The obvious solution to this systemic problem is to devolve responsibility for the governance of the system to the localities. However, the experts at the top are reluctant to let go of their power. They claim that the locals will not have the capability to manage, and so the centre must take on the burden of managing the locals. M.K Gandhi advocated the devolution of power to the villages. However, Jawaharlal Nehru’s vision of centralized planning and large-scale projects prevailed.
The 20th century witnessed a great war of ideologies: of communism versus capitalism. Communism failed to deliver a better solution than capitalism. However, capitalism has failed too, to resolve issues of inequity and ecological degradation. Both these politically different ideologies subscribe to the same gods of “centralization” and “scale” in methods of production. Communist factories and capitalist factories are organized in the same way. The only difference in the two systems is in the ownership of the assets. In communism, the assets are owned by the state. In capitalism, the assets are accumulated and owned by capitalists. In both systems, local producers become parts of large supply chains, sending their produce upwards, and receiving value-added products for consumption downwards.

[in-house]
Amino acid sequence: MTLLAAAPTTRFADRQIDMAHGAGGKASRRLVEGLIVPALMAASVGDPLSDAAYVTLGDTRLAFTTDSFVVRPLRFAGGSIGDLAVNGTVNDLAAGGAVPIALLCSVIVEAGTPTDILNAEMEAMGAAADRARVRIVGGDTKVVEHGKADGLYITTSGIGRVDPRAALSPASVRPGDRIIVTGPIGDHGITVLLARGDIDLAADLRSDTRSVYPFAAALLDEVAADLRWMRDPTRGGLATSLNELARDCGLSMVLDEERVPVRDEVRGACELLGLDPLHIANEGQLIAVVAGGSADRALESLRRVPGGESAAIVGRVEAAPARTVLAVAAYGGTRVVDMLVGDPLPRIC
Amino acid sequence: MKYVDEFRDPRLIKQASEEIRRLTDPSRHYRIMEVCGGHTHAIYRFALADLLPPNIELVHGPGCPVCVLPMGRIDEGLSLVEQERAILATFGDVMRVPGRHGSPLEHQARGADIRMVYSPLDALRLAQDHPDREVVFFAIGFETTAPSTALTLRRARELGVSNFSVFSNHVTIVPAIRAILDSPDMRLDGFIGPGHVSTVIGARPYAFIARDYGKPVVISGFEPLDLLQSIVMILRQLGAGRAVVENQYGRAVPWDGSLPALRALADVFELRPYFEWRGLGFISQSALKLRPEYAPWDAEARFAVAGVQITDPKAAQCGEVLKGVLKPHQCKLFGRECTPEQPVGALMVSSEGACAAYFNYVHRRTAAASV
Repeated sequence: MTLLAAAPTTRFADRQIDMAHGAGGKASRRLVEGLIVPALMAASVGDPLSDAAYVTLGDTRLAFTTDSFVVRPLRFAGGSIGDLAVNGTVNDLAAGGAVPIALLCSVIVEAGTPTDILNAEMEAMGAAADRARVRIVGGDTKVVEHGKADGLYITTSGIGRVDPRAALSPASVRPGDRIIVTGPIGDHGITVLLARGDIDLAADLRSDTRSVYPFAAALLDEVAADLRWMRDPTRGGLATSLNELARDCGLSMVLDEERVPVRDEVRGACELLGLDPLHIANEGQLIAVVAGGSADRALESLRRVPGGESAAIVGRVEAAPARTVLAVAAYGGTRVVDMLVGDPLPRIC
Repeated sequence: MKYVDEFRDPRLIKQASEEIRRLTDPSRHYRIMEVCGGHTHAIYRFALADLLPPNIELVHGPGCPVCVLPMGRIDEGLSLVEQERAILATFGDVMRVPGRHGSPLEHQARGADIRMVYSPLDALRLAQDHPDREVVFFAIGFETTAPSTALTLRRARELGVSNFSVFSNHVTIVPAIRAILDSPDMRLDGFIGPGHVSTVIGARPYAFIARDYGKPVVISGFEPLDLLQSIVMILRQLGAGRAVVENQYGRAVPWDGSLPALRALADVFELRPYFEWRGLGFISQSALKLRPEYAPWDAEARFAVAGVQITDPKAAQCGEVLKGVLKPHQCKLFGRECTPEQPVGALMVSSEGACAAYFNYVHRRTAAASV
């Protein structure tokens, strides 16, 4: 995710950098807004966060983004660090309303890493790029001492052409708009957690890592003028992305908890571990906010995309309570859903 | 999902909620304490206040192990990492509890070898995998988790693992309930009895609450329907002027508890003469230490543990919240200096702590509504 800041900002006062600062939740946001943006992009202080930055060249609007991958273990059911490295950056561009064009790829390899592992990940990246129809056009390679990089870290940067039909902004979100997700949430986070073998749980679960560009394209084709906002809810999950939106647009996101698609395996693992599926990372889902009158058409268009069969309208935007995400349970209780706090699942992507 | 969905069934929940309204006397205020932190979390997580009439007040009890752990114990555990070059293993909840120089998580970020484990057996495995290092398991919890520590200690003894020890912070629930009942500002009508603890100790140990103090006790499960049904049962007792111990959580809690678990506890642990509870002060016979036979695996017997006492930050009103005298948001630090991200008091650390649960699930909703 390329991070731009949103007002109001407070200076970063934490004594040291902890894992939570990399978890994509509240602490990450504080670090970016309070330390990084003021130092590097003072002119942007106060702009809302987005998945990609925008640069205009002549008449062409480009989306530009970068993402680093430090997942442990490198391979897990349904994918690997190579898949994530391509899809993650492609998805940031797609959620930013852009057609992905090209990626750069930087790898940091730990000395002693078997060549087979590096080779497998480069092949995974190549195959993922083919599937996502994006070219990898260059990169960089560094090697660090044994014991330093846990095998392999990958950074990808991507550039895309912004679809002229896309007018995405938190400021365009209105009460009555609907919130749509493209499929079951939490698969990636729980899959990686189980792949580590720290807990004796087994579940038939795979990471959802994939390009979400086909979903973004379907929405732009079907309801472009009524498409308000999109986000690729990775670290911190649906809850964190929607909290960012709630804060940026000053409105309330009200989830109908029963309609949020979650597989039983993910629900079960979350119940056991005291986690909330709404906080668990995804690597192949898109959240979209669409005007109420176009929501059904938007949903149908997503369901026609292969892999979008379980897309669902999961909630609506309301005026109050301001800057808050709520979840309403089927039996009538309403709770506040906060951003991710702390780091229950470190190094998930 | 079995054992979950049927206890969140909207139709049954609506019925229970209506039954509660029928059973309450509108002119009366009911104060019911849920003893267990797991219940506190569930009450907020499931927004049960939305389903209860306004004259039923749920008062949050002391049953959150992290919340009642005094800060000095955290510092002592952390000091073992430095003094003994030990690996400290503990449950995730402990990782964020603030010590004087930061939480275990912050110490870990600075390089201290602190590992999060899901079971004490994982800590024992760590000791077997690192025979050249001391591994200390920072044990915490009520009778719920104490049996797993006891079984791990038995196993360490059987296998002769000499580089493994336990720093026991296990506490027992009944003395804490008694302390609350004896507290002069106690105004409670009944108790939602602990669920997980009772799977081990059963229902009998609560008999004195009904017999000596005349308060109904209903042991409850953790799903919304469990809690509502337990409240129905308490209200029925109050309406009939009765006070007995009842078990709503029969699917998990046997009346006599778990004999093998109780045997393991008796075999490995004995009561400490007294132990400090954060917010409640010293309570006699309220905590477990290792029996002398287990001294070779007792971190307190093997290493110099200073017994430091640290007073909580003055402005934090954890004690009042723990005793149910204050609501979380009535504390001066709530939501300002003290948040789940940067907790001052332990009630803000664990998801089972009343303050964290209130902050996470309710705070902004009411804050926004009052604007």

Gandhi’s charkha (spinning wheel) is known as a quaint symbol of local industries. But it is greatly misunderstood because the depth of his knowledge of systems management is not so well known. These ideas are cogently presented in an excellent book, The Web Of Freedom: J.C. Kumarappa And Gandhi’s Struggle For Economic Justice, V.M. Govindu and Deepak Malghan. Kumarappa and Gandhi understood from extensive experience, on the ground, that local management, at the village level, was the only way that an integrated system, of the economy, society and ecology, would be improved. Their ideas were flying in the face of the drive for large scale, centrally managed enterprises—in both the Soviet Union and the US.
Small industries could not compete with the efficiencies of large ones, with mass production technologies dominant in the 20th century. Now, with the internet, Industry 4.0 and smartphones, technologies to make small enterprises competitive are widely available. Small enterprises, connected into large networks, can have a great reach to markets. They can obtain resources of finance and information more easily. Village enterprises, and village-level governance, are feasible ideas now. They will help address the multifaceted economic and ecological challenges India is facing. What is required is a change in mindsets to empower local governance and networks of small enterprises.
Arun Maira served in the erstwhile Planning Commission.